The Court really makes dirt bikes sound like a lot of fun. 


Continuing with their analysis, the Slavens court acknowledged the ambiguity in the DWI statute:

"As worded, with no definition of 'motor vehicle' referenced and no mention of whether         operation on public property is a requirement, 'the [DWI] statute allows for more than one     interpretation."

Because of the ambiguity, the court applied the rule of lenity and essentially gave the defendant the benefit of the doubt, for lack of a better [non-legal] term.

Based on all of the above, the court then explained their decision to reverse the conviction by stating the following:

"It is clear in the present matter that a finding that [the defendant's] operation of his dirt bike on private property exposed him to prosecution under the DWI statute would lead to an illogical result and would open a Pandora's Box of potential locations and situations which would subject people to new criminal liability." 

To really drive their point home, the Court elaborated on the "Pandora's Box" analogy by giving some interesting examples:

"Under the reading of the statute urged by the State, every citizen who consumes alcoholic    beverages while on a golf course, then operates a golf cart upon that private property, would be potentially subjected to DWI sanctions. This goes for every person who imbibes spirits and then mows his own lawn with a riding lawn mower, as well as people who operate motorized wheelchairs. In fact, the State in this case agreed that prosecution of an operator of a motorized wheelchair, within the confines of the operator's home, would be possible if this conviction stands. Such unreasonable and absurd results cannot have been intended in the drafting of the statute by the legislature."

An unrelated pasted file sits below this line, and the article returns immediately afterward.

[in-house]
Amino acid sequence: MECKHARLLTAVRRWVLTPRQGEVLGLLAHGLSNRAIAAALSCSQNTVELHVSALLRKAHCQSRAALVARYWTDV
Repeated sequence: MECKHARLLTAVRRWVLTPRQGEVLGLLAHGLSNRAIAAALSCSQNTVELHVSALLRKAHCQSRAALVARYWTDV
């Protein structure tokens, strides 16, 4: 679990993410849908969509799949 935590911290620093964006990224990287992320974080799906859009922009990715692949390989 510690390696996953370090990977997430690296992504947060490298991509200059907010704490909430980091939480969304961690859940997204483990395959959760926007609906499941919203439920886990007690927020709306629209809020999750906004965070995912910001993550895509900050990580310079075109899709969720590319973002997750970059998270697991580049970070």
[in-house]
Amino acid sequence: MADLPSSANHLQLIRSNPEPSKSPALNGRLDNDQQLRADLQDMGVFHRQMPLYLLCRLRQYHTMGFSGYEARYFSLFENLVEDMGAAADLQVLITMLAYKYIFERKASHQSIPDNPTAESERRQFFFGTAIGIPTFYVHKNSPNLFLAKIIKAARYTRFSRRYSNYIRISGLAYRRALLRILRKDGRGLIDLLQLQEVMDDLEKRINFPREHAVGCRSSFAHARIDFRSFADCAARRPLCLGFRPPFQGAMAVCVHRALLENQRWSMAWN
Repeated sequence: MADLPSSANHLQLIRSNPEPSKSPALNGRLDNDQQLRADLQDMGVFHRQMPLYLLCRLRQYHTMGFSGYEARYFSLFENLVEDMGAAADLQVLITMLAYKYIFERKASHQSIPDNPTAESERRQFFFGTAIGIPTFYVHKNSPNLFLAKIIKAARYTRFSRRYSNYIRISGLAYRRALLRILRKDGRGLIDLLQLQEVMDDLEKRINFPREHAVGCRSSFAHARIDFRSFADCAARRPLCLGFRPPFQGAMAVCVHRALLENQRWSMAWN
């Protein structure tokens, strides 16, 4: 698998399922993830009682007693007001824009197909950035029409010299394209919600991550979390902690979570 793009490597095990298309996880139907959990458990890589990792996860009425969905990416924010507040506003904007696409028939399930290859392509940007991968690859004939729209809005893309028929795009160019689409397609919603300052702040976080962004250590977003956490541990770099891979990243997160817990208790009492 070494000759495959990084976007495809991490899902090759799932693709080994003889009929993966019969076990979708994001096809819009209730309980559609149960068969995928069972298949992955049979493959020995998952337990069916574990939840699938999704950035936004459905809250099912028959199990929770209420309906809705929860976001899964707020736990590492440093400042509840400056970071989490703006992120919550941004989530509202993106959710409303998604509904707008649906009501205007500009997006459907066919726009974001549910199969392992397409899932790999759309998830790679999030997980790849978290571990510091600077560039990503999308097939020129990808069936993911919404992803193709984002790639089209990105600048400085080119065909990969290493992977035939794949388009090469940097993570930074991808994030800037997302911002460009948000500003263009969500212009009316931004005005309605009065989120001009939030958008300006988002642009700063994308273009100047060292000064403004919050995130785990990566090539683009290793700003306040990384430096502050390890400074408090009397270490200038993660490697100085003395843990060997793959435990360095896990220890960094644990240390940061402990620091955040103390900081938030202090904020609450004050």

And there you have it. The Court graciously answered our pressing question about motorized wheelchair DWIs.

To summarize, here is what we have learned from the Slavens case:**

  • You cannot receive a DWI if you ride a dirt bike on your own property.
  • You cannot receive a DWI if you drive a golf cart on the golf course (or your own property).
  • You cannot receive a DWI if you drive a wheelchair on your own property.
  • BUT, you can probably receive a DWI if you drive any of the above (including a lawnmower, tractor or a mini-bike) on a public roadway.

As a parting gift, I will leave you with another question to contemplate in the quiet of your study: Can an intoxicated person driving a motorized wheelchair on the public sidewalk receive a DWI? It's not private property but it also does not seem to qualify under public roadway. Do we have a potential loophole? I really don't know.


**Disclaimer: nothing in this educational article should be construed as legal advice, nor should it be interpreted as encouraging drinking and driving of any kind, even if it is apparently legal under Slavens.